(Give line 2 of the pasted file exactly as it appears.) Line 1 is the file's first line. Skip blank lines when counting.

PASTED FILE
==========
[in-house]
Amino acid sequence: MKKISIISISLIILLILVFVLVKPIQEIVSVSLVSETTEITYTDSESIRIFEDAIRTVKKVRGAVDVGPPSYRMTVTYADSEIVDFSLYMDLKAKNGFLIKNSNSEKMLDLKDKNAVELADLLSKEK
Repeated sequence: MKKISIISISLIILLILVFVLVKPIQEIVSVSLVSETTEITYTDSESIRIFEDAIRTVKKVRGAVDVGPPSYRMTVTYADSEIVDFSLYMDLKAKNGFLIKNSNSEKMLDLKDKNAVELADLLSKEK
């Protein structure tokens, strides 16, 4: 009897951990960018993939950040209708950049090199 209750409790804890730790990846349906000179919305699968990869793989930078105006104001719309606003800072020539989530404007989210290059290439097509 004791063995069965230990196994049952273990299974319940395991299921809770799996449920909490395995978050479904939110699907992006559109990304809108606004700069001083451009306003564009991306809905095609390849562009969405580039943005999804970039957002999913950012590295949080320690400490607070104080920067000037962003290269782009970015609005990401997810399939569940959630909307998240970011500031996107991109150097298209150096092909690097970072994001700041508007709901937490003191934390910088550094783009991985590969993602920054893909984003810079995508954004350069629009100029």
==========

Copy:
Amino acid sequence: MKKISIISISLIILLILVFVLVKPIQEIVSVSLVSETTEITYTDSESIRIFEDAIRTVKKVRGAVDVGPPSYRMTVTYADSEIVDFSLYMDLKAKNGFLIKNSNSEKMLDLKDKNAVELADLLSKEK